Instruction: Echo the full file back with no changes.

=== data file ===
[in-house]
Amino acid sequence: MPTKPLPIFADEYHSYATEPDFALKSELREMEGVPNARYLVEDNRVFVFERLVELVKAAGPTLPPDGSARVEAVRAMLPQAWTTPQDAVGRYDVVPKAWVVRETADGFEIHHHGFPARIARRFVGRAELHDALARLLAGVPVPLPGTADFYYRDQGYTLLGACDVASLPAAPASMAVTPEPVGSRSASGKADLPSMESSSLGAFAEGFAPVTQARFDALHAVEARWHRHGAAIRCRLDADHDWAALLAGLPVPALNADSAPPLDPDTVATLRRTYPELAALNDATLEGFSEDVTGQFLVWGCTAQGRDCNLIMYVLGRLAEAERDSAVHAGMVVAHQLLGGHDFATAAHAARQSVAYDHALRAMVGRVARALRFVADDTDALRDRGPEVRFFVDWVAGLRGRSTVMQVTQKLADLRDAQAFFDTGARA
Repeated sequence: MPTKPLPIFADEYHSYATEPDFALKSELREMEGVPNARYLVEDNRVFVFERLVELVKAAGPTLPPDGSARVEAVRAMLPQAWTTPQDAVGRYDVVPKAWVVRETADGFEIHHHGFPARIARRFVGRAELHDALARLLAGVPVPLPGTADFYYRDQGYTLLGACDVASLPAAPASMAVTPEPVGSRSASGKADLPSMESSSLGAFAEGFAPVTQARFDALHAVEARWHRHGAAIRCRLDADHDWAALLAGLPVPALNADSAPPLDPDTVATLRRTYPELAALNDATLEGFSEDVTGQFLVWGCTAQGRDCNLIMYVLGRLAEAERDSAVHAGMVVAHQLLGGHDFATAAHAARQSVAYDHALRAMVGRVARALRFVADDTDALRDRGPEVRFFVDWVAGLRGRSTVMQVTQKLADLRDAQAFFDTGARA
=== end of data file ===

[in-house]
Amino acid sequence: MPTKPLPIFADEYHSYATEPDFALKSELREMEGVPNARYLVEDNRVFVFERLVELVKAAGPTLPPDGSARVEAVRAMLPQAWTTPQDAVGRYDVVPKAWVVRETADGFEIHHHGFPARIARRFVGRAELHDALARLLAGVPVPLPGTADFYYRDQGYTLLGACDVASLPAAPASMAVTPEPVGSRSASGKADLPSMESSSLGAFAEGFAPVTQARFDALHAVEARWHRHGAAIRCRLDADHDWAALLAGLPVPALNADSAPPLDPDTVATLRRTYPELAALNDATLEGFSEDVTGQFLVWGCTAQGRDCNLIMYVLGRLAEAERDSAVHAGMVVAHQLLGGHDFATAAHAARQSVAYDHALRAMVGRVARALRFVADDTDALRDRGPEVRFFVDWVAGLRGRSTVMQVTQKLADLRDAQAFFDTGARA
Repeated sequence: MPTKPLPIFADEYHSYATEPDFALKSELREMEGVPNARYLVEDNRVFVFERLVELVKAAGPTLPPDGSARVEAVRAMLPQAWTTPQDAVGRYDVVPKAWVVRETADGFEIHHHGFPARIARRFVGRAELHDALARLLAGVPVPLPGTADFYYRDQGYTLLGACDVASLPAAPASMAVTPEPVGSRSASGKADLPSMESSSLGAFAEGFAPVTQARFDALHAVEARWHRHGAAIRCRLDADHDWAALLAGLPVPALNADSAPPLDPDTVATLRRTYPELAALNDATLEGFSEDVTGQFLVWGCTAQGRDCNLIMYVLGRLAEAERDSAVHAGMVVAHQLLGGHDFATAAHAARQSVAYDHALRAMVGRVARALRFVADDTDALRDRGPEVRFFVDWVAGLRGRSTVMQVTQKLADLRDAQAFFDTGARA